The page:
“The implication of these findings for the resilience of the population is that, when population densities are low and patchily distributed, such as at the limits of geographic ranges, maternal conditions will promote the production of large larvae that may have a higher probability of surviving.”
Dr McCormick’s research showed that pairs of damselfish breeding in isolation produced the biggest and most viable offspring – the so-called “silver spoon effect” in which privileged offspring have better chances.
He theorises that the ability to cope with stress – and produce large, healthy fry – may also be a factor in determining which females contribute to the future population and influence how resilient it will be.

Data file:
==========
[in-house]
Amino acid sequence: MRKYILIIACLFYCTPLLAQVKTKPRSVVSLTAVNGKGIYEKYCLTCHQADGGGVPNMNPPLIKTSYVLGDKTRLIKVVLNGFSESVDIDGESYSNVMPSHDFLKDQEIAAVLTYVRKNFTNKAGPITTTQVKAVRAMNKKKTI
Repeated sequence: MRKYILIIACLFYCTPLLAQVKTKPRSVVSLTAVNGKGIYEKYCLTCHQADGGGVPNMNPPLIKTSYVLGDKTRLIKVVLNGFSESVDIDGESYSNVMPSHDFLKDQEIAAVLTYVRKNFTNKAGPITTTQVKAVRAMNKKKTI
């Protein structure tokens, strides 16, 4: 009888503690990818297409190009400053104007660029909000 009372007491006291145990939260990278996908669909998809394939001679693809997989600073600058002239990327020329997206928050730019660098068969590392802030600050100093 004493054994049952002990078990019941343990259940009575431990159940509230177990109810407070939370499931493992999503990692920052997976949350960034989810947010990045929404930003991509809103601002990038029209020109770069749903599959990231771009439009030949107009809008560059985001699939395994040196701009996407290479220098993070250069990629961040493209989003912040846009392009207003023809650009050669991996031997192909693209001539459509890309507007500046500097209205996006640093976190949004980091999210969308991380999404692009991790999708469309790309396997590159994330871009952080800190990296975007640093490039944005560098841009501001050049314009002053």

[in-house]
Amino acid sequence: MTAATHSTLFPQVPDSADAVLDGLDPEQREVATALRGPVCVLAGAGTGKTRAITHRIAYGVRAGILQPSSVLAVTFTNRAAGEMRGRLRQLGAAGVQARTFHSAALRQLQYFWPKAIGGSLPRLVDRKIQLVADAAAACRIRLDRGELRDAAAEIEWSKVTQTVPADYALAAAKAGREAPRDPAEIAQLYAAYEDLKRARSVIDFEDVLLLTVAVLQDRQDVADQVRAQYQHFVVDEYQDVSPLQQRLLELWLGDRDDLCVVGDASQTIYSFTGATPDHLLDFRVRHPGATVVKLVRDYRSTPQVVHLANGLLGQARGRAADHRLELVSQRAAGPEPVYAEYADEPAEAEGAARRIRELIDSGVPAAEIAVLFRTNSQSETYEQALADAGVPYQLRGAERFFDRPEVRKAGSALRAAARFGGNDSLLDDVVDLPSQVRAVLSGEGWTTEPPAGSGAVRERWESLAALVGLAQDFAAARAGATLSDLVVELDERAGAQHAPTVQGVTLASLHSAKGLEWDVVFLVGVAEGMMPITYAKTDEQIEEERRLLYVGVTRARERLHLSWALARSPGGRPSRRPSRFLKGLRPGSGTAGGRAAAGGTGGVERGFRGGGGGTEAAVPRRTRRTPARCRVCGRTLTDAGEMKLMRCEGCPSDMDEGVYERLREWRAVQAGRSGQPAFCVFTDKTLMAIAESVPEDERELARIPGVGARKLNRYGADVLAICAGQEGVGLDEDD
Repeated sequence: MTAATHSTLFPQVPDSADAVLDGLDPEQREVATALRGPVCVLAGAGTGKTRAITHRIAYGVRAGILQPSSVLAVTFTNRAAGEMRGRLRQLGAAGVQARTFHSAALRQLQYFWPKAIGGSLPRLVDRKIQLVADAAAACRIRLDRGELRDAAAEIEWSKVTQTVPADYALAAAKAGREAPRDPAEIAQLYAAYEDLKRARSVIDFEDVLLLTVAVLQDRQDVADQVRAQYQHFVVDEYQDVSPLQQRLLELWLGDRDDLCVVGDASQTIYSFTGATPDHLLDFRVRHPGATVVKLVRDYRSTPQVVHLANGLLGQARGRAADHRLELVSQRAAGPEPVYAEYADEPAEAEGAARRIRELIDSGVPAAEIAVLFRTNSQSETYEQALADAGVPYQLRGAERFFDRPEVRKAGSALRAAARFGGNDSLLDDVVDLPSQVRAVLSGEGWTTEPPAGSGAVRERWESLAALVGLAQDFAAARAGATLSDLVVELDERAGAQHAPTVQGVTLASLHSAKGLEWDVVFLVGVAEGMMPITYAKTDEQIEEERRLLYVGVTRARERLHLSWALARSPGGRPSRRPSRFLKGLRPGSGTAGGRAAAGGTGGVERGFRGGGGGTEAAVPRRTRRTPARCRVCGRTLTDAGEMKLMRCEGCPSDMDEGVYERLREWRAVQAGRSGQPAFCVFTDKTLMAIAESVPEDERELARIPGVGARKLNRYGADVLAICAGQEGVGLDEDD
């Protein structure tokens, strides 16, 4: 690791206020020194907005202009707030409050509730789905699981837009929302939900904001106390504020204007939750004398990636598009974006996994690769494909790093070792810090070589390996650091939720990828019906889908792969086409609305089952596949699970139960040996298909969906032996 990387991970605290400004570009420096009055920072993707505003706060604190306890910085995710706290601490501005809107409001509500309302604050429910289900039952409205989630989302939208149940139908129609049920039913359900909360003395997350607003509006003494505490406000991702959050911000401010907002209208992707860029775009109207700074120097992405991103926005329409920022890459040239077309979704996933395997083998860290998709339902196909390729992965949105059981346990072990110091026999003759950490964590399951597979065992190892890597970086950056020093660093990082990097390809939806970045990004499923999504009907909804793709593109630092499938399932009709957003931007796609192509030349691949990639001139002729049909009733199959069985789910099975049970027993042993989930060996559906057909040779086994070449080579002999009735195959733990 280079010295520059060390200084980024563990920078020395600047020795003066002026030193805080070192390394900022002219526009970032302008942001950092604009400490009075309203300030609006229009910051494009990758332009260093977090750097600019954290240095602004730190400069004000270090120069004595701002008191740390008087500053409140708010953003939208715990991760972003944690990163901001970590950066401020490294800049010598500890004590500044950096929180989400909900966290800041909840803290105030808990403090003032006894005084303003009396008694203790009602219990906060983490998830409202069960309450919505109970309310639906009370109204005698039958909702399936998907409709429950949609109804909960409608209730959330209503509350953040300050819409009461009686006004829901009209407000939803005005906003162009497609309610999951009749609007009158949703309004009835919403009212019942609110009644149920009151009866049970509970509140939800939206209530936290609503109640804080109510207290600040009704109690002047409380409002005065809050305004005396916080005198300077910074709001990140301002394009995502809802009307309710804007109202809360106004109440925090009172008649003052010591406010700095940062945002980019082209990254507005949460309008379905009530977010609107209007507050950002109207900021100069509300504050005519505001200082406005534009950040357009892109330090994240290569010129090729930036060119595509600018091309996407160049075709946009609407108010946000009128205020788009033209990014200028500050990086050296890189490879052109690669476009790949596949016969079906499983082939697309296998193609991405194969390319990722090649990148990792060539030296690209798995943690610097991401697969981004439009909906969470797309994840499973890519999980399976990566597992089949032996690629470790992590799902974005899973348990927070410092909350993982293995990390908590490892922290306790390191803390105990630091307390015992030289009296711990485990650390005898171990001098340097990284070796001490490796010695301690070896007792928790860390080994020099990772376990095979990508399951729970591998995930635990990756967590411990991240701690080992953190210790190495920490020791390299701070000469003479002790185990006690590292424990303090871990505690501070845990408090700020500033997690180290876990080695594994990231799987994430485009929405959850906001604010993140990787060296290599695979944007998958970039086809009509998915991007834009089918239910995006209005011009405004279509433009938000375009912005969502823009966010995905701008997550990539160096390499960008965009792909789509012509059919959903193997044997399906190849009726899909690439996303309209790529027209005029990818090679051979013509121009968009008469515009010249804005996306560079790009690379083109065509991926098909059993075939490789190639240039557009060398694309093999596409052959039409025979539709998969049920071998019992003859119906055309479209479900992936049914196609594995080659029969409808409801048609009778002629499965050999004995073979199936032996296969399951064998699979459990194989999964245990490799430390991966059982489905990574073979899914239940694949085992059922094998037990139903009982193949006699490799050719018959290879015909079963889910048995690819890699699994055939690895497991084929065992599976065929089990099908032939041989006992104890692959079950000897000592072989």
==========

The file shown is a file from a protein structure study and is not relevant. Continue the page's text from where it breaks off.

“Round the world we’ve seen fish populations under great pressure from fishing and other human activities. This sort of research underpins our understanding of fish population dynamics – and the factors which can cause a population to collapse or to recover,” he adds.
McCormick, MI (2006). “Mothers Matter: Crowding leads to stressed mothers and smaller offspring in Marine Fish.” Ecology 87(5): 1104–1109.